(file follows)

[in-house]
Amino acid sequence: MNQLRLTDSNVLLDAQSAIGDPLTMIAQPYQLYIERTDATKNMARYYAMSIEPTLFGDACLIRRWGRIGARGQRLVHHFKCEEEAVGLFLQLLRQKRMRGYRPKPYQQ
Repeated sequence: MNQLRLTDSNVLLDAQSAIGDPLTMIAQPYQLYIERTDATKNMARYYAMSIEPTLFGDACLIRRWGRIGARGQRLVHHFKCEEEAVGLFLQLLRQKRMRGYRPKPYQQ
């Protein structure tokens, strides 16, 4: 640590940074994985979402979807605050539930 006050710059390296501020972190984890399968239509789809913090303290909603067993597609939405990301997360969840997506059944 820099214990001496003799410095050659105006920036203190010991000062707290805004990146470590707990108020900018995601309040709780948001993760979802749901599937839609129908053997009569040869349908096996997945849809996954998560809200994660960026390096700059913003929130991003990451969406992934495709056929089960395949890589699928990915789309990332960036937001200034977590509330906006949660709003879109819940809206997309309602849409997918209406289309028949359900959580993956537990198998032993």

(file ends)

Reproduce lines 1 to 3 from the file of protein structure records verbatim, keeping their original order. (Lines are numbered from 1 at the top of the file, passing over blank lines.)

[in-house]
Amino acid sequence: MNQLRLTDSNVLLDAQSAIGDPLTMIAQPYQLYIERTDATKNMARYYAMSIEPTLFGDACLIRRWGRIGARGQRLVHHFKCEEEAVGLFLQLLRQKRMRGYRPKPYQQ
Repeated sequence: MNQLRLTDSNVLLDAQSAIGDPLTMIAQPYQLYIERTDATKNMARYYAMSIEPTLFGDACLIRRWGRIGARGQRLVHHFKCEEEAVGLFLQLLRQKRMRGYRPKPYQQ